On my first day at Chemistry World, I was surprised to see a box of toys sitting on the editor’s desk. Gifts for children? Executive stress relief? Maybe I’ve joined one of those funky dotcom-style offices where people just play with toys for ‘inspiration’?
— Protein Building Set
The truth, I soon discovered, is a bit of all three – the main toy in the box was the Proteins Building Set, which describes itself as ‘the most accurate protein building set’ with which you can ‘build and learn about proteins’. It was designed and developed by Marcel Jaspars of the University of Aberdeen, working with Richard Zawitz of Californian toy maker, Tangle.
Jaspars had suggested Chemistry World might like to have a sample set, so I decided to follow his advice – build a protein and see what I learn.
The Protein Building Set itself consists of quarter-circle curved plastic tubes, designed to clip into one another like a very niche Lego set. These can be combined into circles, helices, waves or amorphous wibbles, and structures can be supported using thin clear plastic struts, to stop your proteins ‘denaturing’.
— IgG Binding Domain
It’s undeniably fun to play with and to explore the structures one can create – but by just playing I don’t feel like I’m learning anything about proteins. Perhaps it’s time to look at the booklet that came with the set.
This is where it gets educational. There’s a lovely overview of the roles and structures of proteins, as well as an introduction to the use of models in science and how a Tangle toy inspired Jaspars to design this kit. It explains how the pieces represent simplified amino acid residues, with the holes for struts placed in approximately the right place to show hydrogen bonding of C=O and N-H, even acknowledging and detailing the simplifications made to allow this. Then we get into the real meat – step by step instructions on how to build the actual structures of real proteins: The third IgG-binding domain from Streptococcal protein G; Ubiquitin and ω-Conotoxin MVIIA.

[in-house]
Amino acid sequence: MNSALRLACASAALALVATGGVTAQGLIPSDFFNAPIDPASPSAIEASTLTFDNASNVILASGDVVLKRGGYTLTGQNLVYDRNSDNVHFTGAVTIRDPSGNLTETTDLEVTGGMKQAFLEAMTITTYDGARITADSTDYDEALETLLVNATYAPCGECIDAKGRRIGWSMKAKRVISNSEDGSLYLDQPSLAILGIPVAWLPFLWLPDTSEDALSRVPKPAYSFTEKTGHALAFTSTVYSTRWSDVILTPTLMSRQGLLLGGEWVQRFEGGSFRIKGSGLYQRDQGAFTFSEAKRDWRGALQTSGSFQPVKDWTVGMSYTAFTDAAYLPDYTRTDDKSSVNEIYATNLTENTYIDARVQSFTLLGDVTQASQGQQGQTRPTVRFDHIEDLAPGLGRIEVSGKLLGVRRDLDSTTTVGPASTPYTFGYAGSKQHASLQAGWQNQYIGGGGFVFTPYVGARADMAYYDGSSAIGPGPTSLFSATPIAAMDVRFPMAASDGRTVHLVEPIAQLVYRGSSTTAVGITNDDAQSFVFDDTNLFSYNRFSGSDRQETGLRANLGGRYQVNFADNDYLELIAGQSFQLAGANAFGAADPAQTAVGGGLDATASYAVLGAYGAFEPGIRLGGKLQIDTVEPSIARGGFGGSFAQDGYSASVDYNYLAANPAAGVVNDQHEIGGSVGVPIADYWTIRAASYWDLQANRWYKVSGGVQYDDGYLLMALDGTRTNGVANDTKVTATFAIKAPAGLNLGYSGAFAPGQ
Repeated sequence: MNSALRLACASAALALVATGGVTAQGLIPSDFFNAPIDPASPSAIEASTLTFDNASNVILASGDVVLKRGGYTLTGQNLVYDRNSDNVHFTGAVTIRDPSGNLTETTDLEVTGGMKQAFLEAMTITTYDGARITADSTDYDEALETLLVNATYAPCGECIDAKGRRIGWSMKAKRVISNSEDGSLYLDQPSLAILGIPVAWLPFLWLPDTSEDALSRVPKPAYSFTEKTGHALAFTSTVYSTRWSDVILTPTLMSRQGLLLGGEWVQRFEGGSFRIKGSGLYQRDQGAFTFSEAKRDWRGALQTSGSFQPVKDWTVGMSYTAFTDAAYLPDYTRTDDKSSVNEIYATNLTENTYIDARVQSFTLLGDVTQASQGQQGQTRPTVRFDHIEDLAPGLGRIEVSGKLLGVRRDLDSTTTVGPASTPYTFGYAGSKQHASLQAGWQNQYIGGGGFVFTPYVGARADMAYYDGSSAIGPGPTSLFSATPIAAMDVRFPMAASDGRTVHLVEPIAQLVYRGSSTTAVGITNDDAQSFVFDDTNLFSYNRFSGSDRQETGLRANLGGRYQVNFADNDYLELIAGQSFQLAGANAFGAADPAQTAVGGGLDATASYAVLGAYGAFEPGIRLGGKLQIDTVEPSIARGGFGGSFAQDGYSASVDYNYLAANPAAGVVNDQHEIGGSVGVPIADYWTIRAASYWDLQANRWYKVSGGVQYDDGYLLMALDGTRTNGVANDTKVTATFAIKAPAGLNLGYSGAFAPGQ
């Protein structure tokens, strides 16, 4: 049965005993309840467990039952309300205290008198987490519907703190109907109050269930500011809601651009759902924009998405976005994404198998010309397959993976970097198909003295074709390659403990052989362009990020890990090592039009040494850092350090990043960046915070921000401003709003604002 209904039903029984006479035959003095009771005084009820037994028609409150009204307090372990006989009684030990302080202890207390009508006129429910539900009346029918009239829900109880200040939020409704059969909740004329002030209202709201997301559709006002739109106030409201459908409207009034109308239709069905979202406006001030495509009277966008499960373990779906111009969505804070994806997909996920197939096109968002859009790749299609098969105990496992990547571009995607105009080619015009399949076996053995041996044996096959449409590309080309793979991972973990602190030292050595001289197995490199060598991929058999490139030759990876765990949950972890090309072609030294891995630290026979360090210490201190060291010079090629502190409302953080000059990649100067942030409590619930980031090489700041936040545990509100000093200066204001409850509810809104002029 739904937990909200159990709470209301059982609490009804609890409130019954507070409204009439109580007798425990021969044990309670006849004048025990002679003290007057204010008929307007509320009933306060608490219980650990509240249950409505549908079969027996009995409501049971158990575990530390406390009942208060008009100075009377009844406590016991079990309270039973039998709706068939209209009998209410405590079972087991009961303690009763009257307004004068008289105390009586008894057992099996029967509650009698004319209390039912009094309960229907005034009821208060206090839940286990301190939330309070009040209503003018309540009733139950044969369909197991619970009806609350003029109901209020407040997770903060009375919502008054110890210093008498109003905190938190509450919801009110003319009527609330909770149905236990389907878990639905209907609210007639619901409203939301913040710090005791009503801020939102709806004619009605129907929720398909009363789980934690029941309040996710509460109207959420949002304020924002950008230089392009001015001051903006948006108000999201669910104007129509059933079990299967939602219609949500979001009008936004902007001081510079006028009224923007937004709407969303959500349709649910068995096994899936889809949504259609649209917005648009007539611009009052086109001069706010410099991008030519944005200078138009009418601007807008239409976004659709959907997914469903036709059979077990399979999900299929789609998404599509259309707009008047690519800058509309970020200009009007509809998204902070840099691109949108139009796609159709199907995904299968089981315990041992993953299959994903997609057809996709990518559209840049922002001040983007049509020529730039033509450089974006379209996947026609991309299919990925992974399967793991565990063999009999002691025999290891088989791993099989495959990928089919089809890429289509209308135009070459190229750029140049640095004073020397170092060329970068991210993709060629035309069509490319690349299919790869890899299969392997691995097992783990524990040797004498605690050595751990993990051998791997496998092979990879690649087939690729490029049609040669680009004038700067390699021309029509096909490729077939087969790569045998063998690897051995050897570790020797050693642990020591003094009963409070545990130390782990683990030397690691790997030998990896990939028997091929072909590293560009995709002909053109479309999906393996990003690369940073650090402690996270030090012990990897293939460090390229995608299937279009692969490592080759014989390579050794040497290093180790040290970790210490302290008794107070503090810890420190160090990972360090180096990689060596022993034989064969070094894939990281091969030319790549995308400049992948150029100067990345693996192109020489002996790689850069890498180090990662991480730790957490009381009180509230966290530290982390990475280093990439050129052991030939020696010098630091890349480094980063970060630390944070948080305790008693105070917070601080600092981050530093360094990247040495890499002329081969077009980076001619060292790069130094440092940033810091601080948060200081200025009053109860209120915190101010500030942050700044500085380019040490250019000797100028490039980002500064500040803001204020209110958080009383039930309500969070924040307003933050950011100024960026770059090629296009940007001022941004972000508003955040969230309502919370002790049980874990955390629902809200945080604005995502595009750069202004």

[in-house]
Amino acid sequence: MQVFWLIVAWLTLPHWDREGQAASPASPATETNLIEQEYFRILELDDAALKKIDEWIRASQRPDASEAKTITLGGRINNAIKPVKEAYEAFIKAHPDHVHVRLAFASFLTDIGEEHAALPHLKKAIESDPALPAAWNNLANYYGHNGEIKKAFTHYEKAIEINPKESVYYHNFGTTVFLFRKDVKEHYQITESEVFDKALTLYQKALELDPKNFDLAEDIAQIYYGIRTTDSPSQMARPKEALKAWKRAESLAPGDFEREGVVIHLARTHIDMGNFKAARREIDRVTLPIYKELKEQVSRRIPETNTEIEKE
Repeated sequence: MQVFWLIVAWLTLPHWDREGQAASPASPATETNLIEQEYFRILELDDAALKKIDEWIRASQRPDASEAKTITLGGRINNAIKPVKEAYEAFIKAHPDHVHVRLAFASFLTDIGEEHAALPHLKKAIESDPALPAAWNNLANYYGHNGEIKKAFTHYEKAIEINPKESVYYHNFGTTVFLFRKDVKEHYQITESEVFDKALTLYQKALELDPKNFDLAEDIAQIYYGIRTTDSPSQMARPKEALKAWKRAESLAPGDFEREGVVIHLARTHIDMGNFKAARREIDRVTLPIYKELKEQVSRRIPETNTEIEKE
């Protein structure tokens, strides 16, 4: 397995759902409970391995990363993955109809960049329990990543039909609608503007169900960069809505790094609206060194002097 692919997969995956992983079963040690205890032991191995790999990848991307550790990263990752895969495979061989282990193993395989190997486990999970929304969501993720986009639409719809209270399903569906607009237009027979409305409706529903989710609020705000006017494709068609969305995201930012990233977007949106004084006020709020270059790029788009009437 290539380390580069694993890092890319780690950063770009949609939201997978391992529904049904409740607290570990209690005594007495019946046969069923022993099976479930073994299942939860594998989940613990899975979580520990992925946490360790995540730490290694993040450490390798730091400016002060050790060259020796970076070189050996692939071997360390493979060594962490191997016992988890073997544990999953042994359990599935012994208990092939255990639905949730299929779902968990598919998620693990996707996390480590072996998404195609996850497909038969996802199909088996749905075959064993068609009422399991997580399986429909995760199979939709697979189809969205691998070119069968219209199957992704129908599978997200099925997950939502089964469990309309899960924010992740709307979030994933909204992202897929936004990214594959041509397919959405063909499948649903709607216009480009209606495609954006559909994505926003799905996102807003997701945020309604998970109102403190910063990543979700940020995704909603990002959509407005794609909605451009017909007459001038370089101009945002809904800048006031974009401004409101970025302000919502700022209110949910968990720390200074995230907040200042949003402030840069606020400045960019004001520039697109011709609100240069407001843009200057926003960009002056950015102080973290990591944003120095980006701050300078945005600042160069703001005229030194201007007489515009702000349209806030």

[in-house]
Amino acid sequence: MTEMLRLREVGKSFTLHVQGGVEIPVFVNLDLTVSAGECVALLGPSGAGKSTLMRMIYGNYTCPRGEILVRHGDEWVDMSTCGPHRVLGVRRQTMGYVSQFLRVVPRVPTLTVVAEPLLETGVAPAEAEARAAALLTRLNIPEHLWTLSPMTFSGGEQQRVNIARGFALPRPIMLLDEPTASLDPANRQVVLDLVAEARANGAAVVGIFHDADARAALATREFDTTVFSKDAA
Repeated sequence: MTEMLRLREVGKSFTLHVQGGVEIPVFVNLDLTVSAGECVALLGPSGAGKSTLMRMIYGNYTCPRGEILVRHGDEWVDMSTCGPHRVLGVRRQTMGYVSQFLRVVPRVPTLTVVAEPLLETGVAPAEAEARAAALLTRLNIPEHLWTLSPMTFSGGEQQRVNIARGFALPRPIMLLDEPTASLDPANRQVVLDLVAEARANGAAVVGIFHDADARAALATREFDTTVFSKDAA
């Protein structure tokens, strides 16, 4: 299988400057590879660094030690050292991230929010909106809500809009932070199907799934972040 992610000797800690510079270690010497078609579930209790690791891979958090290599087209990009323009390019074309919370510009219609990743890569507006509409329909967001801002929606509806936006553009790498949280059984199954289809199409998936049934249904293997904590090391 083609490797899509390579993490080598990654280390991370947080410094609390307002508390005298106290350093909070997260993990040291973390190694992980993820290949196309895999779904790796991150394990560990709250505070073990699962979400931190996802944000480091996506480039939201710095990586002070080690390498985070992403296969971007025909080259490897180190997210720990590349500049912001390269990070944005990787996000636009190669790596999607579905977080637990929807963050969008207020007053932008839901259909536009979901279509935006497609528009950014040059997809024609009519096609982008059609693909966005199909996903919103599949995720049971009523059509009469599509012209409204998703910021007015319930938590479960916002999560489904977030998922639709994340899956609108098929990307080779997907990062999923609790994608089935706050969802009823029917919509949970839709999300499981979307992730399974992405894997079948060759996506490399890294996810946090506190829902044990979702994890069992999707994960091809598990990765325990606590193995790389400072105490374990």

Building the IgG binding site took about half an hour – the instructions are easy to follow and include an accessible explanation of its role in disease. Constructing the protein involves learning the structure of β-sheets and an α-helix, but the real educational value comes from the dawning realisation that it’s the secondary and tertiary folding and cross bonding that gives the protein its structure, not simply the sequence of parts.
The Protein Building Set may not be as versatile as Lego, but it can be used to build some magnificent and real structures; Jaspars suggests visiting the Protein Data Bank for inspiration. With that in mind, it could easily find a home in the toy box waiting for a rainy afternoon, a biochemical 3D jigsaw puzzle. But it is certainly more than just a toy, and by elucidating the importance of shape in proteins it would also sit well in schools next to the molymod.